These frescoes broke the conventions of Italian art
When visitors look up at the ceiling of the Scrovegni Chapel in Padua, Italy, they are often suddenly silent. Above are painted the golden stars and the enchanting blue sky of a paradise imagined by the Renaissance artist Giotto di Bondone. But an equally sublime story – one at the heart of the Christmas season – can be found when they turn to the frescoed walls.
Unveiled in 1305, the still-living panels tell of the lives of Mary and Jesus, in a style that revolutionized the Western art world. “Giotto’s Scrovegni Chapel is a pillar, the early Renaissance,” says Cecilia Martini, tour guide and art historian. “And you have to see it to truly appreciate what was painted 200 years later: Michelangelo’s Sistine Chapel. This marked the height of the Renaissance. Both are milestones.
But whereas Rome’s Sistine Chapel, with all its dynamic drama, receives seven million visitors a year, Padua’s Scrovegni Chapel, with its powerful simplicity, has only recently begun to surface on travelers’ itineraries. Only half an hour by train from the very touristy Venice, the historic center of Padua bears witness to the influence of Giotto. In the 14th century, his frescoes caused such a sensation that artists flocked to Padua to follow in the footsteps of the master, painting churches and secular buildings, and earned the city its nickname: Urbs PictaPainted City.
In July, UNESCO added Padua’s 14th-century fresco cycles to its World Heritage List. The proclamation recognized eight frescoed buildings in the historic centre, including the Scrovegni Chapel, which collectively “gave birth to a new image of the city”.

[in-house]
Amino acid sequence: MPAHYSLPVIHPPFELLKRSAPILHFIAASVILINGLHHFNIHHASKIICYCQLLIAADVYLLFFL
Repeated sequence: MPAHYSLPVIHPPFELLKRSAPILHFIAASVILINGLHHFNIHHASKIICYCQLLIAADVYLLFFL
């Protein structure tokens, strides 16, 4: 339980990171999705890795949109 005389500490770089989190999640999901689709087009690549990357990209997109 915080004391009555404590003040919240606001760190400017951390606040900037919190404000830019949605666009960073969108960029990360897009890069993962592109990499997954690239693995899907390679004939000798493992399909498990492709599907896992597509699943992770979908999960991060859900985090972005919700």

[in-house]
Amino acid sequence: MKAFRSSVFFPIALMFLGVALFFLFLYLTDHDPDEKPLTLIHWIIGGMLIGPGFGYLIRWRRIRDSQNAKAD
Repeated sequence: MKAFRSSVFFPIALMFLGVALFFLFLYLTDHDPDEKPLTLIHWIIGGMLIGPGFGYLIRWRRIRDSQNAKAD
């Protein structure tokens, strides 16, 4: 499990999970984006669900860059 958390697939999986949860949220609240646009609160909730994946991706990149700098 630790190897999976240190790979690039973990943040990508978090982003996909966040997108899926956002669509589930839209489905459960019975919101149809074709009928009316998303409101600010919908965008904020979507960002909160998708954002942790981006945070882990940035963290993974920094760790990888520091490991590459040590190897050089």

“The UNESCO designation has already brought more visitors to Padua and helps them discover places that are often overlooked,” says Federica Millozzi, director of Padova Urbs Picta, the city-led coalition that proposed the sites for the registration with UNESCO. For travelers, the organization offers an all-inclusive ticket to see the frescoes and an app to explore the art in depth.
The chapel of a wealthy family
Among the most popular frescoed buildings listed by UNESCO is the Basilica of Saint Anthony of Padua, a place of pilgrimage since its founding in the 13th century. It was Giotto’s first commission from Padua. He was working there when a wealthy banker, Enrico Scrovegni, hired the artist to paint his family’s chapel.
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Many believe that Enrico hired the most famous painter of the time to repair his family’s reputation. Reginaldo, Enrico’s father, had been a notorious loan shark, so despised by the church that he was denied a Catholic burial. Dante put Reginaldo in the Hell‘s Seventh Circle of Hell, doomed to sit on hot sand, crushing flames for eternity.
Enrico’s attempt to curry favor with the citizens of Padua consisted of organizing a show of piety, adding an impressive chapel to his villa and dedicating it to Our Lady of Charity. Ultimately, the plan failed. Friars from the nearby monastery complained that the chapel was “vain” and that the bells were too loud. To top it off, Enrico, like his father, fell into bad business. He died in exile on the island of Murano, and the tainted legacy of the Scrovegni family remained forever.